Our new film critic Vera Wang is taking on the latest and most buzzed-about movie titles to hit the big and small screens. Check out her take on Top Gun Maverick.
Though Top Gun (1986) remains a classic, the original standalone seemed to me long-expired both in the creative and marketing sense- what was left to explore? What could be improved? And most importantly, why now? Yet, thirty-six years gone by, an aged cast, a generation past, and a three-year delayed release, Top Gun: Maverick proves that good storytelling will always sell.
Tom Cruise, true to form, has created the biggest action spectacle of the year- what with the cast’s filming on authentic F/A-18 aircrafts, and the very apparent lack of green screens. The effect created is visceral; without the distractions of pixelated set-pieces or poorly rendered backgrounds, the drama and tension of the high-octane flight sequences feel real- the climb in altitude feels real, every turn feels real, every compiling G-force feel real, and the stakes have never seemed higher. In a world plagued by tired CGI and lazy studios, Cruise’s dedication to his craft means more realism and a more immersed audience.
“I don't want to do a remake. I don't want to do a reinvention. I want to do a new movie,” said late Top Gun director Tony Scott, when asked about making a sequel. True enough, the fanservice game was played on the subtler side, and the film chose instead to develop a brand new story without dropping the throwback, key-jangling lines typical of most franchise reboot-remakes of late. A solid entry into director Joseph Kosinski’s hit-or-miss filmography, Top Gun: Maverick justifies its existence by providing audiences with a substantive story to tell- one with heart and a genuine message.
Going into the movie, though, I never thought twice about what its message was going to be. I, and certainly most other audience members, would have been perfectly fine with the notion of a shallow comedy-cum-testosterone-fuelled-action movie about a fighter pilot kicking ass. Much to my surprise (and perhaps even the filmmakers), the message of the movie is one of emotion- how it can cloud our judgement, as with Rooster’s unprofessional disdain for Maverick’s involvement in Goose’s death, or allow us to act so irrationally that we at once become heroes and lunatics. As with every mission stunt undertaken in this movie.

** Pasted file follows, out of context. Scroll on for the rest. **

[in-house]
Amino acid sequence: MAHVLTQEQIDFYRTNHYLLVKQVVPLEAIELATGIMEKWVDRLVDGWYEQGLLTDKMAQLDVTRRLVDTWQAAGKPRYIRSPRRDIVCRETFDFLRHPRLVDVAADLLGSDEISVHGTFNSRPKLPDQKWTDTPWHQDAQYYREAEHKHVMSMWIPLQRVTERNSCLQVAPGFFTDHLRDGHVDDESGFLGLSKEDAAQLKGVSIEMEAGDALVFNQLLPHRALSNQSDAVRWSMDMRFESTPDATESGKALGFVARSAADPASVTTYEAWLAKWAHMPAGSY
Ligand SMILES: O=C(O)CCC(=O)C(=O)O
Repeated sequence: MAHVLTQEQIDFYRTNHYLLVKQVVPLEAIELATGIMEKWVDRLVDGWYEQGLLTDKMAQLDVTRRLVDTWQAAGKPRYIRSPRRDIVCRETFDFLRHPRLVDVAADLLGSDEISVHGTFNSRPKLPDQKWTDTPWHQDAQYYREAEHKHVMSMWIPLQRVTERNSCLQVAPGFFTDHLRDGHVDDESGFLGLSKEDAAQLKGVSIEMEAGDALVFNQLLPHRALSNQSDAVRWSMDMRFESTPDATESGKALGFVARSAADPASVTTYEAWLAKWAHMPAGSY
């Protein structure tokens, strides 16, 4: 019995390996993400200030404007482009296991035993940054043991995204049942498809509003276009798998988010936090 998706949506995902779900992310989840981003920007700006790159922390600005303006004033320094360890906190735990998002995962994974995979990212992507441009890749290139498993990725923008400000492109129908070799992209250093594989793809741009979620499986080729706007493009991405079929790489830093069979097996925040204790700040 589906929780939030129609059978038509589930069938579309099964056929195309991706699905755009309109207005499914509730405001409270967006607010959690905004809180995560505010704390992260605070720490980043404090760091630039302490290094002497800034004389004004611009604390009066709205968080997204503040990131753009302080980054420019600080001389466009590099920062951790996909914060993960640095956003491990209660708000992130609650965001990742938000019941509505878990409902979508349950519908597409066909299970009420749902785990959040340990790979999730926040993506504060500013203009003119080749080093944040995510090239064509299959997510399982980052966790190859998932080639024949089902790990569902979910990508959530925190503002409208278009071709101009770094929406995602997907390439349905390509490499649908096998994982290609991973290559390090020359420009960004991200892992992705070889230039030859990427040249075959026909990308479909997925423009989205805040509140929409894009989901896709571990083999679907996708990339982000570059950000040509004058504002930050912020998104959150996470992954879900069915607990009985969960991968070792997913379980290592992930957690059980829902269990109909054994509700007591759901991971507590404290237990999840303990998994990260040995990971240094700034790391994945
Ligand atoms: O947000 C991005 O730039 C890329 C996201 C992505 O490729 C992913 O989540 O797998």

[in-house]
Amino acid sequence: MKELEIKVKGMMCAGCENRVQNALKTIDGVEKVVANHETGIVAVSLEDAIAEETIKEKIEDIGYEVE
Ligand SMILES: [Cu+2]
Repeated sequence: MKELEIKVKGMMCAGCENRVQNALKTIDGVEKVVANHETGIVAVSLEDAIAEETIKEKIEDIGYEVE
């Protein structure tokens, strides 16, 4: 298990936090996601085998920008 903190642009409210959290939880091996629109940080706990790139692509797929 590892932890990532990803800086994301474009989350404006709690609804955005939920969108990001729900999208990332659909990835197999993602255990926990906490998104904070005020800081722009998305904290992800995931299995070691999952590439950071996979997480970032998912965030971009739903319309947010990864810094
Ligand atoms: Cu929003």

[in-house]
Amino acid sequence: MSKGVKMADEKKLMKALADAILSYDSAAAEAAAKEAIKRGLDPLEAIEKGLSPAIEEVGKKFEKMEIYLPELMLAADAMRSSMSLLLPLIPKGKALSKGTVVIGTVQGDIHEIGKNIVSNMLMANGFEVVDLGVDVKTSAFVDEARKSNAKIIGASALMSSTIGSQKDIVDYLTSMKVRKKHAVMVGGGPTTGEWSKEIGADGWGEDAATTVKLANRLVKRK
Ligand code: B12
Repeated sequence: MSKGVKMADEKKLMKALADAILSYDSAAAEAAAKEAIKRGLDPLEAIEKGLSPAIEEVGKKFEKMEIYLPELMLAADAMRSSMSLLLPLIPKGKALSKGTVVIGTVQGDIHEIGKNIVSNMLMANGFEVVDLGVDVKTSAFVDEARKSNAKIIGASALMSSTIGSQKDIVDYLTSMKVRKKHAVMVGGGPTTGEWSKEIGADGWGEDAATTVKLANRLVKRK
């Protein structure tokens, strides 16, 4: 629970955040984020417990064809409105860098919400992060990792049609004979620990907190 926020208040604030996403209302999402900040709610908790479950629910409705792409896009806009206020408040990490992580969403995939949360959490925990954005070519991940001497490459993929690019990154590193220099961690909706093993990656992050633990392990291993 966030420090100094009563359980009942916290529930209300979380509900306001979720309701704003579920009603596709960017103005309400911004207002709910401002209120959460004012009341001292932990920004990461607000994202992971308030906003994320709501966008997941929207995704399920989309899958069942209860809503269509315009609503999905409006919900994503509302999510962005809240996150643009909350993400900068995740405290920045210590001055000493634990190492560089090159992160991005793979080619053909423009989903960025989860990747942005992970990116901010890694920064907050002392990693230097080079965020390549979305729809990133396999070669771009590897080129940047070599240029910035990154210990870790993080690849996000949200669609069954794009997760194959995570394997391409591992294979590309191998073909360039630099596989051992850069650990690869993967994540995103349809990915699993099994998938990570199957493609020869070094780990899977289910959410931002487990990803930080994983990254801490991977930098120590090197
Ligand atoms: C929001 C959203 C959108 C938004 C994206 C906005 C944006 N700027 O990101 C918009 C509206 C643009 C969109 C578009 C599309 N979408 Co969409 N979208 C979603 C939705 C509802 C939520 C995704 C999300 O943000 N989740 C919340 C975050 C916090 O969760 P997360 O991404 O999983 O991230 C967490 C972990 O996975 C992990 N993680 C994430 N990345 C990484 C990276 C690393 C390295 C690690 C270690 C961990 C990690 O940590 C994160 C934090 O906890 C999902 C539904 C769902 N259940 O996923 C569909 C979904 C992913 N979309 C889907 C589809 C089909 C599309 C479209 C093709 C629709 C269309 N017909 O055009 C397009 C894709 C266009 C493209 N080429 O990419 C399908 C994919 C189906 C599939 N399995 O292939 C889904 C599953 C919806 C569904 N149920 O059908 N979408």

In a time dominated by vast strides in technological advancements, it seems inevitable that one day, humans will be made redundant by our more flawless, programmable, successors. In Top Gun: Maverick, the aptly named Maverick and his crew of pilots navigate the perilous but ageing art of manned aerial warfare by showing that human emotions are not weaknesses to spurn, but instead strengths to hone. As Admiral “Warlock” Bates (Charles Parnell) states, “Success, now more than ever, comes down to the man or woman in the box.” And how perfectly Maverick’s modus operandi “Don’t think, just do” encapsulates this message- these pilots, hardwired by nerves of steel and adrenaline-fuelled instinct, show that humanity’s capacity for ego and basic instinct might not be the weaknesses we thought it to be. Human nature kicks ass- and saves lives. After all, this film is, in essence, a love letter to 80s action movies- along with every dumb, selfless, reckless hero in it. Truly, they don’t make them like they used to.
Conversely, its romance subplot left much to be desired. Here, we follow new cast addition Penny (Jennifer Connelly) and Maverick as they rekindle their on-again, off-again relationship after a surprise reunion at North Island. Though not horribly ham-fisted, the insertion of Penny into Maverick’s history still seemed awkward at best, and forced at worst. Albeit mentioned vaguely in the original, it was jarring to watch Penny get an “established Top Gun character” treatment- one similar to Val Kilmer’s Iceman and Anthony Edwards’ Goose. For example, their banter about the ‘good old days’ (not pictured) was so bizarre that at one point I wondered if I’d missed a whole flashback sequence or if I’d even watched the first movie properly. It’s glaringly obvious that the role would have suited Kelly McGillis’ Charlie far better, because then at least the audience would have understood the background of this dynamic, and the dialogue wouldn’t seem so like such a clumsy attempt at giving this (essentially) new character a backstory so entwined with Maverick’s. It’s not completely the fault of the writers, though, because the actors’ chemistry and body language together felt mostly stilted and barren. Overall, their dialogue was serviceable, but their unconvincing interactions made the relationship feel scripted and new, not something established and comfortable like what the script intended.
But all things considered, who cares? For better or for worse, the Penny-Maverick subplot is so woefully underdeveloped that it pales in comparison to the action, which calls for a ludicrously impossible mission (hah!) as the team navigate tough terrains and frightfully low altitudes. The stakes are high, and the tension twofold, courtesy of the hard-hitting soundtrack by Top Gun alumni Harold Faltermeyer, Hans Zimmer, and Lorne Balfe (who, under writer-director Christopher McQuarrie, composed the Mission Impossible score). Once again, Tom Cruise hits the mark with Top Gun: Maverick. Instead of belittling the audience, he listens, understands, and takes his time to develop a film that has become an international affair- a film that every man, woman, and dog, will enjoy.
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